Tuesday, September 11, 2012

The Silly Sunday Suicides of Rube Goldberg's Early Boob McNutt Comics

Presenting an extremely rare 1919 Boob McNutt Sunday page, scanned from my own paper collection, in which we see the younger Rube Goldberg had quite an edginess to his humor.

In his book, Breakdowns, Art Spiegelman has a genuinely funny underground comics style Rube Goldberg style invention cartoon - a chain reaction suicide machine. Functioning as both a satire and a tribute, Spiegelman's Goldberg suicide invention cartoon is -- I have been surprised to discover -- actually not too far off from the dark humor of Rube's early, mostly forgotten and long unseen work, which sometimes used suicide as a humor element.

By the way, for any readers of this blog who aren't familiar with Spiegelman's 1978 collection of comics about comics, I highly recommend the spiffy new edition of Breakdowns published a couple of years ago (good luck finding a copy of the original edition that you don't have to mortgage your house to afford). If you like the analysis in blogs like this one, then you'll appreciate this fine book, one of my favorites. For those folks who know Art Spiegelman only as the author of Maus, he also was one of the first, and continues to be one of the most insightful analyst-historian-researchers about comics. Since he's an artist, too, we get the fascinating experience of a magician telling us how the trick is done, while still entertaining and mystifying us. You can get Breakdowns cheep here from Amazon, and be sure to read the interview with Art, which presents his answers in his own handwriting, appropriately adding levels of visual information to the verbal, in the same exploratory spirit of his book.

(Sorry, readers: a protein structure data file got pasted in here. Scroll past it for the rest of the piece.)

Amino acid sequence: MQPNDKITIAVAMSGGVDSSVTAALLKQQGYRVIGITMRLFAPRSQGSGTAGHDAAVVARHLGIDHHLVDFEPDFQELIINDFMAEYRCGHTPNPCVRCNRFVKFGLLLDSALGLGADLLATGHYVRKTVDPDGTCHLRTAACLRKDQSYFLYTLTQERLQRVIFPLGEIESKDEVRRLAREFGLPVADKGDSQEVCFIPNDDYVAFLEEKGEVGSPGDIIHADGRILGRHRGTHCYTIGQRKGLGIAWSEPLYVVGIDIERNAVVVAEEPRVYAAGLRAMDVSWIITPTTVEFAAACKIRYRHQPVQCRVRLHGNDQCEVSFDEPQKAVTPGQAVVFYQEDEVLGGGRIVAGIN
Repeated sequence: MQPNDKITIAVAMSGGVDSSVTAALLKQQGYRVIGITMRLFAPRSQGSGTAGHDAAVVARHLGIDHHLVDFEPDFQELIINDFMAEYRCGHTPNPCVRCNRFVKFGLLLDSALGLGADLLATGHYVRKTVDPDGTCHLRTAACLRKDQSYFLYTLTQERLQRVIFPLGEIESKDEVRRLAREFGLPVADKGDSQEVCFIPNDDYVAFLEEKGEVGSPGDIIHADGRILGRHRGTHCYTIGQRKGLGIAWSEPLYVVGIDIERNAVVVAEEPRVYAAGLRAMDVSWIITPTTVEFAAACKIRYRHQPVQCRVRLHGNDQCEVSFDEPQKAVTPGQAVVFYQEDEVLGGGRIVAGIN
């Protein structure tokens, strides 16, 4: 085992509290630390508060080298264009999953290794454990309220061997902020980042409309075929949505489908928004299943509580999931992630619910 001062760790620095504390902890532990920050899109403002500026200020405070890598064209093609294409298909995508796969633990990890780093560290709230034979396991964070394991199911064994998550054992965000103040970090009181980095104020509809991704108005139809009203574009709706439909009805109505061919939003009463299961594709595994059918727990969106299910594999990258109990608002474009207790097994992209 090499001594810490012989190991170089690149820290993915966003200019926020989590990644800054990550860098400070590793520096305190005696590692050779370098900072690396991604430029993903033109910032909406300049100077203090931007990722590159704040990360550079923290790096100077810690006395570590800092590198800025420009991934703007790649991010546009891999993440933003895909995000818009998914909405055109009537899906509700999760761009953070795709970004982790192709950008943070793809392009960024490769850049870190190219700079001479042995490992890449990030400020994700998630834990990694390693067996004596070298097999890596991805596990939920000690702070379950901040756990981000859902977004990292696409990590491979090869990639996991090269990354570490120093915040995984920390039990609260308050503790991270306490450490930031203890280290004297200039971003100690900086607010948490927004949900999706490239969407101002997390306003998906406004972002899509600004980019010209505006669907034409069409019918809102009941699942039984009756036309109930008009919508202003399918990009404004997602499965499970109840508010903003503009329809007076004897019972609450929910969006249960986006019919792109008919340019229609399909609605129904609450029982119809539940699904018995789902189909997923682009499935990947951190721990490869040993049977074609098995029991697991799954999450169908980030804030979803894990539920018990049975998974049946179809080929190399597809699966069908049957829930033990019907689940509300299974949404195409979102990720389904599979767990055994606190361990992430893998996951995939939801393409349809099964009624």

Breakdowns: Portrait of the Artist as a Young %@&*!
A great book that uses comics to analyze comics that
readers of this blog will appreciate.
Rube Goldberg worked as a cartoonist for 14 years before he won a color Sunday comic page, in 1918. He called his new series Boob McNutt. Rube liked the word, "Boob," but not for reasons that modern readers may think. In his day, a boob was simply someone who did something stupid. Goldberg had several series that used the b-word: Boobs Abroad, Boobs at the FairThe Boob News, The Boob Family, to name a few. Boob's surname is an inspiration. Nutt was also a word in play at the turn-of-the-century, that meant "crazy." (It's interesting how words that once were slang for stupid and crazy are now slang for sexual acts). Adding the Scottish "Mc" somehow makes it all funnier -- no racism implied (my guess -- although there was plenty of racism in Rube's early comics).

Rube Goldberg created somewhere around 850 Boob McNutt Sunday pages, writing and drawing them all himself from 1918 to 1934. Most of the series is a shaggy-dog adventure-comedy continuity, with the 2-year long "Boob's Ark" story of 1931-32 (not to be confused with the later panel called Boob's Ark) being the longest sustained comics continuity of Rube's career, and a highpoint in American newspaper comics. (I'll share some of the "Boob's Ark" pages at some point in the future).

A scholarly note: There is some confusion as to whether Boob McNutt started in 1915 or 1918. It appears that the strip may have begun in one paper only, and then went into wider circulation in 1918. However, I have not seen any evidence of any Boob McNutt pages created prior to 1918. If I find any definitive information, I'll update this post and my page on Goldberg.